Home Why Phone Notifications Don’t Belong On Your Wrist

Why Phone Notifications Don’t Belong On Your Wrist

Would you want to check your watch as much as your phone?

Start shopping for a smartwatch, and you’ll notice—no matter what the make and model—that the ability to show notifications from your phone is touted as one of the major selling points. But is this feature actually such a benefit in everyday use?

No need to take your phone out of your pocket, because your tweets are right there on your watch. Leave your mobile in your desk drawer, because your emails come straight to your wrist. Manage your texts without launching apps, unlocking screens or even typing. It’s all here.

There are tales of early Apple Watch testers barely using their iPhones because they’re managing everything on their wrists. “I like to be able to look at my watch without pulling my phone out all the time,” said Apple’s Kevin Lynch during Monday’s Apple Watch event, as he walked the audience through numerous app demonstrations.

In many smartwatch sales pitches we’re promised freedom from our smartphones: less time checking our mobiles and more time interacting in the real world and focusing on what’s in front of us. Here’s the potential problem: the exact opposite happens, and you become more attached to scanning for notifications, not less.

The Tiny Screen That Eats The World

Everyone who owns a smartphone knows the temptation there is to look for a new tweet, email, text or IM every couple of minutes, even when you haven’t felt a buzz or heard a tone. Drop your phone into a bag or turn it upside on a table and that temptation is diminished somewhat. But if it’s right there on your wrist, it never goes away.

The accessibility and always-on nature of wearables offer some great opportunities, but allowing relentless smartphone chatter to intrude even further into our real lives should not be one of them. The data suggests that on average we’re checking our phones more than 100 times a day. Are we sure we know what we’re doing by transferring that urge to a screen that’s even closer and requires no unlocking?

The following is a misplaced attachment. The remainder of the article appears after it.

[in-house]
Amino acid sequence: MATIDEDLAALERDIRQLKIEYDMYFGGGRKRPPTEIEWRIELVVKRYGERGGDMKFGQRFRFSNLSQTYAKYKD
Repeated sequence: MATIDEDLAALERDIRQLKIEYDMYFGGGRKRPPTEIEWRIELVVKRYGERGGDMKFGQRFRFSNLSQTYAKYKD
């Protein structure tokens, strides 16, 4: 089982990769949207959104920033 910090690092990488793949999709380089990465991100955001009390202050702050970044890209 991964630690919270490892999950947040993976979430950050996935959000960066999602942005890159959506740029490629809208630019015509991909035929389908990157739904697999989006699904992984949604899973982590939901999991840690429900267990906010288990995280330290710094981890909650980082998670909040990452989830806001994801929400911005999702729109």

I’ve tested several Android Wear smartwatches over the last year as part of my duties as a tech journalist. I found that the act of checking my wrist was so easy—a quick movement and glance—that I was doing it almost constantly. And that’s a problem if you have anything else to do (like pretending to listen to a presentation).

In my experience, these devices didn’t give me more time to focus on the real world (whether that means friends, work, dinner or a movie), they actually made me more distracted. It was harder than ever to stay in the moment, whether my watch was chiming or not, because the option to escape was always there.

Alerts, Alerts Everywhere

That wasn’t the only problem. If you’ve got your computer set up to show phone alerts as well, like I have, then that’s three devices going off every time something new happens. With a system like Apple’s iMessage or Google Hangouts configured you could have even more.

Of course, you can cut down and manage this overload without too much effort—though it still does take effort, one of the countless small adjustments our personal technology seems to require of us on a regular basis. Even when I did so, though, it still felt like Twitter, Facebook, Gmail and their brethren were encroaching even further into my personal space.